Hooked on Research
Psychology student selected to represent Southwestern at statewide event showcasing undergraduate research
Carissa Winland came to Southwestern knowing she wanted to study psychology, but she wasn’t sure what area of psychology.
“I hadn’t even considered research because I had never been exposed to it,” she said.
An Animal Behavior class with Professor Jesse Purdy and a Research Methods class with Professor Fay Guarraci changed all that. She’s now hooked on research and wants to attend graduate school to study neuroscience.
For the past two years, Winland has worked in Guarraci’s Neuroscience Research Laboratory. She has helped write three research papers and has presented two times at an international conference, which is quite an accomplishment for an undergraduate student.
These accomplishments led Winland to be selected to represent Southwestern at the first Texas Undergraduate Research Day, which will be held Feb. 14, 2011 at the State Capitol building in Austin.
The event is designed to showcase the experiences of undergraduate students engaged in research for Texas legislators and the public. The program will highlight how research conducted by undergraduate students positively impacts Texas and Texans, with the theme “Transforming Texas Through Undergraduate Research.” Students will present posters about their work and meet with state legislators and their staffs.
The event is hosted by Sen. Judith Zaffirini, chair of the Senate High Education Committee; Rep. Dan Branch, chair of the House Higher Education Committee; The Independent Colleges and Universities of Texas; and The Council of Public University Presidents and Chancellors.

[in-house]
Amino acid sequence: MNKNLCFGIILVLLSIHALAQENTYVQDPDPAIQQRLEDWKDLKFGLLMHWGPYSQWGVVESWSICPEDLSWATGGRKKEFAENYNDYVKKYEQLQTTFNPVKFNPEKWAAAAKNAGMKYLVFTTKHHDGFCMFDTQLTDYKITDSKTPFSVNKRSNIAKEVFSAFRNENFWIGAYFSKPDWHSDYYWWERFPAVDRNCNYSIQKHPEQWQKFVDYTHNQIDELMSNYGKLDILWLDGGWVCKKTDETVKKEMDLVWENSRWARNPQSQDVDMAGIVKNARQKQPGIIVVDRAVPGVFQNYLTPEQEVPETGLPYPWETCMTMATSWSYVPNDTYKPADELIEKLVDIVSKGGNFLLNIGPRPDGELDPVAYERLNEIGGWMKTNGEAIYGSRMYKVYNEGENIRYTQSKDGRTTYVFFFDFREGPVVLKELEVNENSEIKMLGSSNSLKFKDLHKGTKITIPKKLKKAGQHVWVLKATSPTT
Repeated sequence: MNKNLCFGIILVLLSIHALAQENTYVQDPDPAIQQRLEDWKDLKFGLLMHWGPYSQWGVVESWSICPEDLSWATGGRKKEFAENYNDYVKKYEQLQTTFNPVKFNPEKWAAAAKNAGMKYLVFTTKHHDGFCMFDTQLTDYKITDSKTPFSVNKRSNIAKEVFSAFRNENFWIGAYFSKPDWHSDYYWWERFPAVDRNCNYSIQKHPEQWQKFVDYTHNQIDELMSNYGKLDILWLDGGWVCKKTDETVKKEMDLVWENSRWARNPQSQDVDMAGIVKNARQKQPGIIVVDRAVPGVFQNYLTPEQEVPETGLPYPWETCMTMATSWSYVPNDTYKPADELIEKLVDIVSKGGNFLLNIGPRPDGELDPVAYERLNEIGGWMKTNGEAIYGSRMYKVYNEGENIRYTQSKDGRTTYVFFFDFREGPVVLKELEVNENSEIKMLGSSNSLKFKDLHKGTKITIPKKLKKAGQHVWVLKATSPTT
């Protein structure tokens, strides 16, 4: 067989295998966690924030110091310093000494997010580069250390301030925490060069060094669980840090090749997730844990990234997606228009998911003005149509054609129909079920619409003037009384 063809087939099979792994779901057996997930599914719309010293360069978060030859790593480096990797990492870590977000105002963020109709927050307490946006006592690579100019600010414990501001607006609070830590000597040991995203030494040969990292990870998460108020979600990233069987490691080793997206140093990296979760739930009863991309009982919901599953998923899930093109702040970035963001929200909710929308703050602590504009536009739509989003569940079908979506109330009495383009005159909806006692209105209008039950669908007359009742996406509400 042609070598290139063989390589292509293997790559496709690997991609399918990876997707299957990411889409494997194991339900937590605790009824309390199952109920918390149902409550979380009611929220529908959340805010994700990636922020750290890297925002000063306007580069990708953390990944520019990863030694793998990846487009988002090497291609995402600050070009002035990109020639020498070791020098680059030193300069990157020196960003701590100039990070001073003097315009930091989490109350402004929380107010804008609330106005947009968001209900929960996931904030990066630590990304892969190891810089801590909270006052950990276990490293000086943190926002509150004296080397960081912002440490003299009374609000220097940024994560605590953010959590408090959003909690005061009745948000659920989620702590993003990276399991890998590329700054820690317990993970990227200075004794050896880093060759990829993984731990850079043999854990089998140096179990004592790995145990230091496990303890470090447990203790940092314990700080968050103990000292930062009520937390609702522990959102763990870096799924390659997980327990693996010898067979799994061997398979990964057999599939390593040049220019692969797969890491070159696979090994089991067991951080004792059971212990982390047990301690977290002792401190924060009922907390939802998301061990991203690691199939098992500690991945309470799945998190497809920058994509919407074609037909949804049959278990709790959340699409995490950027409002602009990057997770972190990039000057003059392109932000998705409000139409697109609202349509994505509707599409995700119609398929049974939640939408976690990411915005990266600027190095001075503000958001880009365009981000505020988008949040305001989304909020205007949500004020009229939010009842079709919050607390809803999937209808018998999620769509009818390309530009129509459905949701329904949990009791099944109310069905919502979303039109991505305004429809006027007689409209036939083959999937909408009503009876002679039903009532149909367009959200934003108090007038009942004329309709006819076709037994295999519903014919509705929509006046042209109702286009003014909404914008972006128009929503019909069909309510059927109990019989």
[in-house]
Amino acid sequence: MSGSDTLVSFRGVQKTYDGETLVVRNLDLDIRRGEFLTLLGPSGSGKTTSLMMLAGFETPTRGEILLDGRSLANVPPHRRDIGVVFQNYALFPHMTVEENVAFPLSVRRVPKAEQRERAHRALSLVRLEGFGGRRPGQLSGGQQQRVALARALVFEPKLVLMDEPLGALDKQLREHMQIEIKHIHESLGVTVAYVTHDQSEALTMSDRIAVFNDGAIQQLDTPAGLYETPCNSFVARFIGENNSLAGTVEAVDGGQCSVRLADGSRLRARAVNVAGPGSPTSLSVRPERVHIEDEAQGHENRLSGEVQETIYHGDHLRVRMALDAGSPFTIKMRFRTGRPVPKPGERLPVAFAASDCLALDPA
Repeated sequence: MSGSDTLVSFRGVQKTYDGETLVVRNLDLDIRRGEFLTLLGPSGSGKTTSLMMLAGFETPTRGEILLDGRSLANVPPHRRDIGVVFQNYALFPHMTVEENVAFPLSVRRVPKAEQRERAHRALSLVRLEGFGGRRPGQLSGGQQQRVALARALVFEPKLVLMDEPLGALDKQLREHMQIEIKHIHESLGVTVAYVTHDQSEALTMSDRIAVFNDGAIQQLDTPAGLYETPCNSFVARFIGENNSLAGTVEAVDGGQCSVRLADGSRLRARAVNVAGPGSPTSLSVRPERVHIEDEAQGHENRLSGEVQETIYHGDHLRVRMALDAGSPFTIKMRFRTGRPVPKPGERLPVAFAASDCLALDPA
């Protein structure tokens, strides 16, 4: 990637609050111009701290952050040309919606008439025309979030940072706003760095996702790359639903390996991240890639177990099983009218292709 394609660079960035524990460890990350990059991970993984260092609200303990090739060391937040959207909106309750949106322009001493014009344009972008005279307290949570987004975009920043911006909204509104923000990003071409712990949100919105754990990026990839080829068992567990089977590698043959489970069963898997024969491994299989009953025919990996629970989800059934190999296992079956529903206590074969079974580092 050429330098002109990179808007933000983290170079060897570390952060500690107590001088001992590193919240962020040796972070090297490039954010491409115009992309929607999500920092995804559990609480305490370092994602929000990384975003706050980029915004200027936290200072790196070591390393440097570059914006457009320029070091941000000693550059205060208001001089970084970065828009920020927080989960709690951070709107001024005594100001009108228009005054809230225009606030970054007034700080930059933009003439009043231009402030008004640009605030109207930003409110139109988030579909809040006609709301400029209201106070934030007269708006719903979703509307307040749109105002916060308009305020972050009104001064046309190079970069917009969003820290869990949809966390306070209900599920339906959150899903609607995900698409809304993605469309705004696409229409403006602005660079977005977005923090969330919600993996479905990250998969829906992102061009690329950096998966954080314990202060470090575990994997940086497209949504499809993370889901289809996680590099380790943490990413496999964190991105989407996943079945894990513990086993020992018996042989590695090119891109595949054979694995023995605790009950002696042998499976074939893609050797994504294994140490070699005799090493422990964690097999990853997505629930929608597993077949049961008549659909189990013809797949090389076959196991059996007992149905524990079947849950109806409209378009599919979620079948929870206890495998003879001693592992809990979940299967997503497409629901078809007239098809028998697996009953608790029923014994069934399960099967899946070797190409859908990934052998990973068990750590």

Winland will present a paper she worked on with Guarraci titled “‘Nice Guys Finish Last’: Mate Choice, Reproductive Success, and Testosterone in Long-Evans Rats.” In November 2010, she presented the same paper at the Society for Neuroscience Conference in San Diego.
The study was designed to determine which qualities – both behavioral and physiological – led female rats to pick one male rat over another to mate with when given the opportunity to mate with two males simultaneously. The paper was titled “Nice Guys Finish Last” because they found that for some reason, the rats that were considered “unattractive” ended up being the ones more likely to sire offspring with the females. (Males that the majority of the females spent the most time with during the mating encounters were classified as “attractive,” whereas males that the females spent less time with were classified as “non-attractive.” Maha Zewail-Foote, associate professor of chemistry, helped the psychology researchers determine the paternity of each pup conceived during the mating encounters by doing DNA analysis on the pups and the adults.
Winland said she was “super excited” to be picked to represent Southwestern at the event. “It’s such an amazing opportunity,” she said. “I am very proud of the work I have done and I want to share my research with others.”
Winland said she is particularly excited about getting the opportunity to talk to state legislators about the value of education. She also is looking forward to the opportunity to gain experience talking about research to people who are not scientists.
Winland attended Austin Community College before transferring to Southwestern to complete her bachelor’s degree in psychology. She is applying to Ph.D. programs in the Washington, D.C., area, with her top choice being Georgetown University. She hopes to focus her Ph.D. research on how the brains of people with autism are different.
“I feel very prepared for graduate school after my experience at Southwestern,” she said.